Andrea, Giovanni Antonio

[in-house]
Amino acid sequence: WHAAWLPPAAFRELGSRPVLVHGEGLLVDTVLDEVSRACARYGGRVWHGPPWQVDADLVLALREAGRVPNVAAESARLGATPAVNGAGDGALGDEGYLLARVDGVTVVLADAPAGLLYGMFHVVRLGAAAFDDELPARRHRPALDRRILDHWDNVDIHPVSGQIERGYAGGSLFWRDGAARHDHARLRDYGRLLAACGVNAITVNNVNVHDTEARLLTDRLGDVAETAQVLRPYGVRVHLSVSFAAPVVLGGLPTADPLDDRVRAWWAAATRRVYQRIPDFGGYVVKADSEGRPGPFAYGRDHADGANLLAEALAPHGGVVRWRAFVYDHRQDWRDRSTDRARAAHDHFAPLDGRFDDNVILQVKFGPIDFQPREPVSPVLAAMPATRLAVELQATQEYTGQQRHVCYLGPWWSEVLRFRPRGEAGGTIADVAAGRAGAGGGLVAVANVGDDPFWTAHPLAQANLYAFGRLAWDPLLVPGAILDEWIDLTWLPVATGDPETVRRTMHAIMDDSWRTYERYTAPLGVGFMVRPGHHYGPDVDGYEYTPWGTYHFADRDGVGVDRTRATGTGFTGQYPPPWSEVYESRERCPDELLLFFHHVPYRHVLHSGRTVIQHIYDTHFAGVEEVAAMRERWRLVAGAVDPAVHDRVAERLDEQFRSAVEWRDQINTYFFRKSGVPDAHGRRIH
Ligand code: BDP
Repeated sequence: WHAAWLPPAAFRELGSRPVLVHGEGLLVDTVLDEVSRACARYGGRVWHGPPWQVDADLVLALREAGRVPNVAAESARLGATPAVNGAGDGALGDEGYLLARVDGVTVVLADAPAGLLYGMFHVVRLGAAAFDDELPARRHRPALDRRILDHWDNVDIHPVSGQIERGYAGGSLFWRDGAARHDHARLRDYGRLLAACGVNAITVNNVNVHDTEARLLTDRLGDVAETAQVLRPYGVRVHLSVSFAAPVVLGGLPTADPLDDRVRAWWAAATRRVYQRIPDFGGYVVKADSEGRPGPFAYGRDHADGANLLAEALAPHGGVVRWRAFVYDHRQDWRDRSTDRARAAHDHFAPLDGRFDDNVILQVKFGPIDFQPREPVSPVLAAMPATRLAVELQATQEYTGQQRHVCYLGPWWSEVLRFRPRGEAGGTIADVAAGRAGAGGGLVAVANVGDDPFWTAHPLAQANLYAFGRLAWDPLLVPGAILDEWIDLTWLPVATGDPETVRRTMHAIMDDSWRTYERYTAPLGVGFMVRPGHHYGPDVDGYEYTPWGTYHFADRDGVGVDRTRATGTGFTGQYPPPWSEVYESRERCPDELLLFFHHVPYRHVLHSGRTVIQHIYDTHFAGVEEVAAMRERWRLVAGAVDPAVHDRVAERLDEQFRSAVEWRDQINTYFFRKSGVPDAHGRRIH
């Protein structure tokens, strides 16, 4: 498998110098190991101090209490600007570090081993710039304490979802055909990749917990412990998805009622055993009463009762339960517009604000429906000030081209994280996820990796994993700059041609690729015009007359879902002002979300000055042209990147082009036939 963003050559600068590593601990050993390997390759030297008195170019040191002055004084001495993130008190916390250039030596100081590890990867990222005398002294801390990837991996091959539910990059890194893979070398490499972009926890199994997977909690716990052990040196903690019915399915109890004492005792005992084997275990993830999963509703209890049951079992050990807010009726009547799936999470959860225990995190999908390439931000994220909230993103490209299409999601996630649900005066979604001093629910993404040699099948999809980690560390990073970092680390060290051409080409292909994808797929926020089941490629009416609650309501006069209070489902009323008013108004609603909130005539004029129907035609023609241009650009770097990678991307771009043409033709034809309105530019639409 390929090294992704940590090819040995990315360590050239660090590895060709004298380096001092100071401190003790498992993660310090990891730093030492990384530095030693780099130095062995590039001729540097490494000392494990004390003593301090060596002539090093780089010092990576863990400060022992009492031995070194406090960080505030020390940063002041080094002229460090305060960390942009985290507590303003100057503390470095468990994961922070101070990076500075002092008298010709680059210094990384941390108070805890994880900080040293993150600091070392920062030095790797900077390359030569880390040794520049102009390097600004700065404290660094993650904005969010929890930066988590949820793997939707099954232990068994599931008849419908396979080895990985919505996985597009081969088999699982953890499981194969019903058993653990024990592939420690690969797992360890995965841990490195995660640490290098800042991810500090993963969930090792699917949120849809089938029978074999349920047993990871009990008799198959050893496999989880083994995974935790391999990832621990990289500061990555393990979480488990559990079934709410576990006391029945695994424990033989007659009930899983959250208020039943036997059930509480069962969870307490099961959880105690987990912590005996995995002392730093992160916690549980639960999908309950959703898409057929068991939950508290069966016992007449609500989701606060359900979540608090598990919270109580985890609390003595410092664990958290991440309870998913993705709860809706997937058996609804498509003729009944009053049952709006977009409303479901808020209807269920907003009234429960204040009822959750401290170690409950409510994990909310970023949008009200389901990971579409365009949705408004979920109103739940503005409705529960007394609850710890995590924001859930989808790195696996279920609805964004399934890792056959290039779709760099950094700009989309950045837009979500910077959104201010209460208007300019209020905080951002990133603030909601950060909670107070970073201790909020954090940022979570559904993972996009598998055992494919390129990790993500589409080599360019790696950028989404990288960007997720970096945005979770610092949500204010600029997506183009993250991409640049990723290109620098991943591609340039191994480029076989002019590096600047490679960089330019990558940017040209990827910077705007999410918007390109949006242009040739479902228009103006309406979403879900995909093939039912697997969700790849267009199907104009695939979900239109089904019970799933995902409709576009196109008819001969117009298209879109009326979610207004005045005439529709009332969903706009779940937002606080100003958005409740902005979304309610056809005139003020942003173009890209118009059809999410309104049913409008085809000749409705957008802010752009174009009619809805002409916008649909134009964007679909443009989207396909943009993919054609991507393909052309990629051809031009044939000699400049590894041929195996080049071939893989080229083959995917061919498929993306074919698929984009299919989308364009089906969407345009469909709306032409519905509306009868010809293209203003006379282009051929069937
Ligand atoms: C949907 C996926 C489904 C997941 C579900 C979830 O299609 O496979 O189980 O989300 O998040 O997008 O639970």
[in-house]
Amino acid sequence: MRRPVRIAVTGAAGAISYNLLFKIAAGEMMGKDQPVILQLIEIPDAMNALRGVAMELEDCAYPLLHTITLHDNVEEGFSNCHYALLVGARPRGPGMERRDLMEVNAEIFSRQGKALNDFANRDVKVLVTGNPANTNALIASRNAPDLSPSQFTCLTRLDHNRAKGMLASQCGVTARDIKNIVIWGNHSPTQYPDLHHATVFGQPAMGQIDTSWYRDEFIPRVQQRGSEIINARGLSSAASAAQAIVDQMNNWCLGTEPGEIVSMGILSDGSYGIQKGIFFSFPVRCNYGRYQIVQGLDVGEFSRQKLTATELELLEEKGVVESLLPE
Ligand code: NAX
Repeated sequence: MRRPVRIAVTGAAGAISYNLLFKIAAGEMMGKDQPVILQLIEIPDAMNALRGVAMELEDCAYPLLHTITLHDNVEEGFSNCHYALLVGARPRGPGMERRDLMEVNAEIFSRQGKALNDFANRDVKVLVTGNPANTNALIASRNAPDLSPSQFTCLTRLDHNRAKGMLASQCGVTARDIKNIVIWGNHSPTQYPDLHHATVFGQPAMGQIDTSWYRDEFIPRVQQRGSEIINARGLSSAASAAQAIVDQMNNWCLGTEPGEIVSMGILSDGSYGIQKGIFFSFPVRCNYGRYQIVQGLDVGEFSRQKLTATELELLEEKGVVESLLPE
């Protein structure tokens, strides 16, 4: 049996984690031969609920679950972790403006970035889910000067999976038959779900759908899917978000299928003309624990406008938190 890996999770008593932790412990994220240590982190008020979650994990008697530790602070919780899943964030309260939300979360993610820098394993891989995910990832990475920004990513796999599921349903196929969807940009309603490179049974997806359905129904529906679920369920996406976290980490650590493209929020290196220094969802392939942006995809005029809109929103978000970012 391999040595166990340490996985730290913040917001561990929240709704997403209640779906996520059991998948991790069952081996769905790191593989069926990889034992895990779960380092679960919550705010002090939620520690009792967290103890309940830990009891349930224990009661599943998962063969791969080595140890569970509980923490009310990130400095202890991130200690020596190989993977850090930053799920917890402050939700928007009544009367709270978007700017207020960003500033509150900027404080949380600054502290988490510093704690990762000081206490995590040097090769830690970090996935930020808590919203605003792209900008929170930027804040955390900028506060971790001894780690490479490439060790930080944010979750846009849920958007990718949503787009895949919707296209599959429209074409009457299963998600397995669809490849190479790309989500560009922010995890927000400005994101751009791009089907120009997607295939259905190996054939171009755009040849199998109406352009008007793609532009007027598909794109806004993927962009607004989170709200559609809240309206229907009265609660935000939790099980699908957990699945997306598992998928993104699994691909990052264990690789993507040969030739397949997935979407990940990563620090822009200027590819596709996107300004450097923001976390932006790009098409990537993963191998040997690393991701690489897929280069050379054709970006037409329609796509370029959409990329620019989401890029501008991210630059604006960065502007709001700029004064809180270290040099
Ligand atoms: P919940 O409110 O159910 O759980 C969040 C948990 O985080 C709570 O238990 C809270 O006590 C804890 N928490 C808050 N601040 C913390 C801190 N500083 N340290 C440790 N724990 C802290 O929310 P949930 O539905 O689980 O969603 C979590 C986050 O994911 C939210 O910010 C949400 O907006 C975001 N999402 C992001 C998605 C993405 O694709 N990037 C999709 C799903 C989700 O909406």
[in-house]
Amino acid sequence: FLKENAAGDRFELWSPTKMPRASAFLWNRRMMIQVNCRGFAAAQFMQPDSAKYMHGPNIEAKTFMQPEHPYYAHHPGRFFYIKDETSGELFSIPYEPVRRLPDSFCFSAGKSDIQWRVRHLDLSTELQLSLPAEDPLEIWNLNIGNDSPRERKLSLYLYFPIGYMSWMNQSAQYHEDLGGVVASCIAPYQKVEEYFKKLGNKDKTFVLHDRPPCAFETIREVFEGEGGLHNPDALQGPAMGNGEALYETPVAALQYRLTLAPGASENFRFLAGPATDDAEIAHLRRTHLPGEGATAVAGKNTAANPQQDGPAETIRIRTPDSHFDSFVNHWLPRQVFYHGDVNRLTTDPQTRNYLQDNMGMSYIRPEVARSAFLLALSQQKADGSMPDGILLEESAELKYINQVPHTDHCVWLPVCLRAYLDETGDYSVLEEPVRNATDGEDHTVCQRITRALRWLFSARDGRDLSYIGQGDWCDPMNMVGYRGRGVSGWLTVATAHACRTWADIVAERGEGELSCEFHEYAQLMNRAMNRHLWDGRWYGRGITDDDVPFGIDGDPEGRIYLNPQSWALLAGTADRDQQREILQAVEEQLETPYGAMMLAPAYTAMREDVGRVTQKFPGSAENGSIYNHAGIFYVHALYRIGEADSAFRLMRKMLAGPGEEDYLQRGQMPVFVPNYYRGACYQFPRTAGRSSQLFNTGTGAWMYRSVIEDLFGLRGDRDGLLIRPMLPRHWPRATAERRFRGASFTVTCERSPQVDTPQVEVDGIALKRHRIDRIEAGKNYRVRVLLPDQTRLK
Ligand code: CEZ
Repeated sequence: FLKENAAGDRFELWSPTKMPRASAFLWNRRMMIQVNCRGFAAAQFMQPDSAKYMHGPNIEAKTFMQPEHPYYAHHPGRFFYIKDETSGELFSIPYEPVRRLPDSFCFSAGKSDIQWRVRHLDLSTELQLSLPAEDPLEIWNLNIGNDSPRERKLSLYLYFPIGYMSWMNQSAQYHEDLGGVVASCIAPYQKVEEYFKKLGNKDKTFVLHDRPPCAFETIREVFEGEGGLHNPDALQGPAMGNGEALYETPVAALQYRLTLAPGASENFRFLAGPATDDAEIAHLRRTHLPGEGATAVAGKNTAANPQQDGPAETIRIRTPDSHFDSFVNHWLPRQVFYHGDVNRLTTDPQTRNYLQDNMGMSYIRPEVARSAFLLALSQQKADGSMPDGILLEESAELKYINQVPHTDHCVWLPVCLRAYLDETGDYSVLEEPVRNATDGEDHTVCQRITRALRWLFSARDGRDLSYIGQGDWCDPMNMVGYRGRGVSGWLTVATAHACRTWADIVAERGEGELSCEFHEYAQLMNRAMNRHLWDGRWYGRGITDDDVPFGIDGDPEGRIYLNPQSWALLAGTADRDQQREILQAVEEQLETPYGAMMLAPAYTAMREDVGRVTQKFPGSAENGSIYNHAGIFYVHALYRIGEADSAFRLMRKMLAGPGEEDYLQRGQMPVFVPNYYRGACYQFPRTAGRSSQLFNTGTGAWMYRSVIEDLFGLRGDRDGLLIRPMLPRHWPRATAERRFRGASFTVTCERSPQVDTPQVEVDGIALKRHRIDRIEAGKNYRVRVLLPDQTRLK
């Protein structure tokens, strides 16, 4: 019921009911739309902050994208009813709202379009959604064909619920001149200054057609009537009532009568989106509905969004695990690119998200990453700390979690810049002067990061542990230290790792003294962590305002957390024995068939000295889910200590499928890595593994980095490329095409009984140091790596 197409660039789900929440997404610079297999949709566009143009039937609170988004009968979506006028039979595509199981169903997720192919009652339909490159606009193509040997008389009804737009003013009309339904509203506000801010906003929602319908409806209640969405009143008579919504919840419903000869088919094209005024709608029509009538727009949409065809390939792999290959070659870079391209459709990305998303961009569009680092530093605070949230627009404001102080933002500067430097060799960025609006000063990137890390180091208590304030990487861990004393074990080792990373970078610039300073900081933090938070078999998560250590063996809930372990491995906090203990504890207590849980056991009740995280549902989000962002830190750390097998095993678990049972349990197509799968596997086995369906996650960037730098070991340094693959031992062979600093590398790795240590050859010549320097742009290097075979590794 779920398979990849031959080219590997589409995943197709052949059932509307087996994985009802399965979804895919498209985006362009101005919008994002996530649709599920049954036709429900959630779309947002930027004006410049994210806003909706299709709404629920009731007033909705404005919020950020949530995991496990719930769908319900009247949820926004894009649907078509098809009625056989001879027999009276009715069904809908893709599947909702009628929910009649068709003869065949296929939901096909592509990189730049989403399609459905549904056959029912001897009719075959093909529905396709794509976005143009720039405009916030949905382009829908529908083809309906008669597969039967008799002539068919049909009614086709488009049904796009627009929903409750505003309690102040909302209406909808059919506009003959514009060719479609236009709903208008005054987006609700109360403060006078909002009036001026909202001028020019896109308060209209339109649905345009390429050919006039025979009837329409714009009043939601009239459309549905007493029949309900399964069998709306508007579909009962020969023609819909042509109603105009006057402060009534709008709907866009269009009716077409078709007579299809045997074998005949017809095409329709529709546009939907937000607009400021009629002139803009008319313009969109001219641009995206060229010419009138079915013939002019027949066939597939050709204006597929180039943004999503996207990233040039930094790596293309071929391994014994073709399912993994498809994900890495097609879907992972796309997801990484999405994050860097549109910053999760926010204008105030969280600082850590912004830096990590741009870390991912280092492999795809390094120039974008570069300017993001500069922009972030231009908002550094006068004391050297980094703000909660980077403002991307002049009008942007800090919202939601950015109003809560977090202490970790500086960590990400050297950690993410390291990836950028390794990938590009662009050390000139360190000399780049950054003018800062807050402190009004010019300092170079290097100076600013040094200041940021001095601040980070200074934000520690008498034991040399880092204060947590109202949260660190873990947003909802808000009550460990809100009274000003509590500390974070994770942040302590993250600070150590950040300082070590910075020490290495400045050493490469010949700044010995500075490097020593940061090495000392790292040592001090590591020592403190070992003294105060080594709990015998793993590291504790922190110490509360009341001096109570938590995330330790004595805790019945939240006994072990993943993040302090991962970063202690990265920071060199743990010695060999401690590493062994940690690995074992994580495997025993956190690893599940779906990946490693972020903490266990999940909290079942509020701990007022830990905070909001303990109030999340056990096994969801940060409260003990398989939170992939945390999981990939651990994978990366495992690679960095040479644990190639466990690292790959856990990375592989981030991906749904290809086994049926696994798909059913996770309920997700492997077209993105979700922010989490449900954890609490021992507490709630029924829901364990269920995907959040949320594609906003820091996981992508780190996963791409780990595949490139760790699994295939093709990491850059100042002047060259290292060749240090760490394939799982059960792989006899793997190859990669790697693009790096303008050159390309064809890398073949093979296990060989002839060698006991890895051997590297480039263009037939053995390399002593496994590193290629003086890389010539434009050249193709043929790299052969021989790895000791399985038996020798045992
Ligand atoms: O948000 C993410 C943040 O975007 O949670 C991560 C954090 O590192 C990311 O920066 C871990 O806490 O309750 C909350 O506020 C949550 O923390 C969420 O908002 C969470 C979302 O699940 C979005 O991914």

Andrea, Giovanni Antonio bishop of Aleria, in Corsica, was born at Vigevano in 1417, and was the friend of the celebrated cardinal Nicolas Cusa, who advanced him to the post of secretary to the apostolic library, or librarian at the Vatican. He was particularly instrumental in introducing the art of printing into Italy and fixing it at Rome. He died in 1475, or, according to Trithemius, in 1493. He is known to the literary world not so much for his original compositions as by the care he bestowed in superintending many valuable works when the invention of printing was introduced at Rome by those celebrated printers Conrad Sweynheym and Arnold Pannartz. The works he superintended were, in 1468-9, Epistole Ciceronis ad Familiares, Hieronymi Epistole, and editions of Julius Caesar, Livy, Virgil, Lucan, Aulus Gellius, Apuleius: and in 1470-1, Lactantius, Cicero's Orations, Cyprian, Ovid's Metam., Pliniy, Quintifian, etc.